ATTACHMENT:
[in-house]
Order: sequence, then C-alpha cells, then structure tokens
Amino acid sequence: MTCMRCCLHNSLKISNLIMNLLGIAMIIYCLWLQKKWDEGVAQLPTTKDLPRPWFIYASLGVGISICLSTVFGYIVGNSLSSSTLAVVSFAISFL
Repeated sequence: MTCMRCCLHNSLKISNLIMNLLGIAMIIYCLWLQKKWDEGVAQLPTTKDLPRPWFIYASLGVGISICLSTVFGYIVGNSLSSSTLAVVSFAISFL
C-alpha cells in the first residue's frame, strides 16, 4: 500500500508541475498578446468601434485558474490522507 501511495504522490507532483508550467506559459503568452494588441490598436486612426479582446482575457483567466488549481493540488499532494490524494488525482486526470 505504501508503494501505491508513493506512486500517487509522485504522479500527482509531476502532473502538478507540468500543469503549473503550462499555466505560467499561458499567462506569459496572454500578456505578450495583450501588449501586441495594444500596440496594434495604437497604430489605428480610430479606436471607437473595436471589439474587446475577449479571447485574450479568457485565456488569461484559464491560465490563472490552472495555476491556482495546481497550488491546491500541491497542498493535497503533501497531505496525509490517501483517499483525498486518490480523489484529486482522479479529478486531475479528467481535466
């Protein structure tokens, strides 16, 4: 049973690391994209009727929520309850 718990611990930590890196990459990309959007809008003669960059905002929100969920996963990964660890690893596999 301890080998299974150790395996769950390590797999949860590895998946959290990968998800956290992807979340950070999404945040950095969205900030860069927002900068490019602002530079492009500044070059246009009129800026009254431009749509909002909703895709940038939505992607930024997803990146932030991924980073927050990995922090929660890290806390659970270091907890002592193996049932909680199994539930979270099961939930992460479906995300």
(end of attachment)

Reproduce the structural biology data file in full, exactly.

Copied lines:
[in-house]
Order: sequence, then C-alpha cells, then structure tokens
Amino acid sequence: MTCMRCCLHNSLKISNLIMNLLGIAMIIYCLWLQKKWDEGVAQLPTTKDLPRPWFIYASLGVGISICLSTVFGYIVGNSLSSSTLAVVSFAISFL
Repeated sequence: MTCMRCCLHNSLKISNLIMNLLGIAMIIYCLWLQKKWDEGVAQLPTTKDLPRPWFIYASLGVGISICLSTVFGYIVGNSLSSSTLAVVSFAISFL
C-alpha cells in the first residue's frame, strides 16, 4: 500500500508541475498578446468601434485558474490522507 501511495504522490507532483508550467506559459503568452494588441490598436486612426479582446482575457483567466488549481493540488499532494490524494488525482486526470 505504501508503494501505491508513493506512486500517487509522485504522479500527482509531476502532473502538478507540468500543469503549473503550462499555466505560467499561458499567462506569459496572454500578456505578450495583450501588449501586441495594444500596440496594434495604437497604430489605428480610430479606436471607437473595436471589439474587446475577449479571447485574450479568457485565456488569461484559464491560465490563472490552472495555476491556482495546481497550488491546491500541491497542498493535497503533501497531505496525509490517501483517499483525498486518490480523489484529486482522479479529478486531475479528467481535466
């Protein structure tokens, strides 16, 4: 049973690391994209009727929520309850 718990611990930590890196990459990309959007809008003669960059905002929100969920996963990964660890690893596999 301890080998299974150790395996769950390590797999949860590895998946959290990968998800956290992807979340950070999404945040950095969205900030860069927002900068490019602002530079492009500044070059246009009129800026009254431009749509909002909703895709940038939505992607930024997803990146932030991924980073927050990995922090929660890290806390659970270091907890002592193996049932909680199994539930979270099961939930992460479906995300």